Authors: smitten kitchen
One of the saddest things you should probably know about me is that I’m a terrible host. I don’t mean to be; in my head, I’m the kind of person who would find out you were coming over, quickly gather some wildflowers from the side of the road, put them in an old Mason jar, pour-over some coffee from a local roaster, steam cream from an upstate dairy in a spouted glass and pull out something warm and enticing from the oven right as you arrived. In my head, I understand that none of these things are terribly difficult to pull off. In reality, were you to come over right now, you’d find a plate of pears (one with a toddlermouth-sized bite removed) and mostly-empty jar of something delicious, but alas, too delicious to have lasted until you arrived, on the table, a colossal explosion of wooden train tracks and fire station parts all over the carpet and a fireman in a time out (“What did he do?” I asked. “He did NOTHING!” I was informed. Well, then…). Also notable is the absent aroma of freshly-brewed coffee. Upon closer inspection, you might see that I don’t actually own any coffee-making apparatus. And not a single warm thing has left the oven this morning; we had stove-top oatmeal for breakfast again.
Seriously, you’d revoke my book contact if you saw this place. I might have kept this to myself forever, but I have been found out. I have been found out because in the last month, more strangers have entered my apartment than have in the three-plus years we’ve lived here. They come under the auspices of writing articles about tiny kitchens or wanting to watch me make a recipe from the cookbook, but I know the truth: they want to see how we really live and when they find out, well, I hope they are relieved because are all of the fruits in your bowl intact? Are no firemen in unjust time outs? Good, you’re a step ahead.
Nevertheless, because this is my website and because on my website, I get to try (occasionally) to put my best foot forward, I am going to tell you about the morning two weeks ago that I had two guests over and I actually pulled off hospitality. Mostly. I mean, one person had been here before, thus she knew it was smart to bring coffee in. But these scones were so wonderful that I think they make up for all sorts of things, like the pile of platters and bowls that sit on a corner chair, have spilled out from a cabinet so long ago, we don’t even notice them anymore. I started with a recipe for scones I’d made a few years ago, but instead of apples, I used pears (not the one with the bite taken out; you’re welcome) and instead of accenting it with cheddar, I used chunks of bittersweet chocolate. These enormous roasted pear and chocolate chunk scones — assembled the night before, baked directly from the freezer before my morning guests arrived — were a revelation; craggy, hearty, a little crunchy, tender in the center, crisp at the edges, gorgeously bronzed and an ideal balance of light sweetness but late-October indulgence. I am not sure I’ve ever made anything so good for breakfast guests before, or will ever be so coordinated before 9 a.m. again.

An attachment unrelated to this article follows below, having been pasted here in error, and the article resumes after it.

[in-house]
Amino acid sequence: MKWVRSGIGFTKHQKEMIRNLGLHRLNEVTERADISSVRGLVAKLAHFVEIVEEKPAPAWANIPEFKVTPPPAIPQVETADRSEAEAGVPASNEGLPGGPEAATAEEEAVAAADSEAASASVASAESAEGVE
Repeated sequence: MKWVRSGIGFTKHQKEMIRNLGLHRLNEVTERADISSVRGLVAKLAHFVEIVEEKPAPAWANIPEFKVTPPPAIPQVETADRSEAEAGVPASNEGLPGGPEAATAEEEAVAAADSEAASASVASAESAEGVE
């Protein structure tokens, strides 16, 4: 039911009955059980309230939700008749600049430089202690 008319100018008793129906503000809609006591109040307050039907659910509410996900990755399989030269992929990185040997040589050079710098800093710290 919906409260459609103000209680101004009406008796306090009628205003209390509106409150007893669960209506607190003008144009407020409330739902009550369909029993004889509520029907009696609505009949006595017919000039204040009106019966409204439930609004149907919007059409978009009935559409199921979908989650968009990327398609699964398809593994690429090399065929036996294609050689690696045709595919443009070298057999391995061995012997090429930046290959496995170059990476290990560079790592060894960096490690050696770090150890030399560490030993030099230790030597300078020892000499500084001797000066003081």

Four days! Until The Smitten Kitchen Cookbook leaves my “kitchen” and hopefully makes a home in yours. That’s less than 100 hours. This is.. wild. We’re getting a little giddy with excitement for the NYC launch on Tuesday evening. Do you think it would be rude to uninvite Sandy? She seems the type that could really wreck a good party, and we don’t need any of that.
One year agos:… Coming soon!
Roasted Pear and Chocolate Chunk Scones
Tweaked from The Perfect Finish
Makes 6 generous scones; you can absolutely make these a bit smaller and reduce their baking time accordingly
3 firmish pears (about 1 pound or 255 grams)
1 1/2 cups (190 grams) all-purpose flour
1/4 cup (50 grams) granulated sugar plus 1 1/2 tablespoons granulated or coarse for sprinkling
1 1/2 teaspoons (8 grams) baking powder
1/2 teaspoon (3 grams) table salt plus additional for egg wash
6 tablespoons (85 grams) cold unsalted butter, cut into small cubes
1/4 cup (60 ml) heavy cream
1/4 cup (3 ounces or 85 grams) semisweet or bittersweet chocolate, chopped (or chips)
2 large eggs, 1 for dough, 1 for glaze
Heat oven to 375°F. Peel and core pears. Cut into 1-inch chunks. Line a large baking sheet with parchment paper. Arrange pear chunks on parchment and roast until they feel dry to the touch and look a little browned underneath, about 20 minutes. Slide parchment paper with pear chunks onto a cooling rack (or onto a plate in the fridge or freezer to speed this up) and cool to lukewarm. Leave oven on. Line baking sheet with another piece of parchment.
Whisk flour, baking powder, 1/4 cup sugar and salt together in the bowl of an electric mixer. Toss in cooled pear chunks, bits of butter, heavy cream and 1 egg. With the paddle attachment, mix the dough on low speed until it just comes together. Don’t overmix. Add the chocolate chunks and mix for 5 seconds more.
On a very well floured counter, pat out dough into a 6-inch round. Cut into 6 generous wedges and transfer to baking sheet at least two inches apart (do as I say, not as I did here!). Whisk remaining egg in a small dish with 1 teaspoon of water and a pinch of salt. Brush each scone with egg wash and sprinkle with remaining tablespoon of sugar.
Bake scones until firm and golden, about 30 minutes. Transfer to a cooling rack. Serve, and pat yourself on the back for your excellent host skills.
Do ahead: You can get this recipe all the way to the point where you’d bake them, and instead cover the pan with foil or plastic wrap and freeze them overnight. Bake them directly from the freezer in the morning; they should only take a few minutes longer. For longer than overnight, transfer frozen, already shaped, scones to a freezer bag until needed. In both cases, brush the egg wash/sprinkle the sugar on while still frozen, before baking the scones.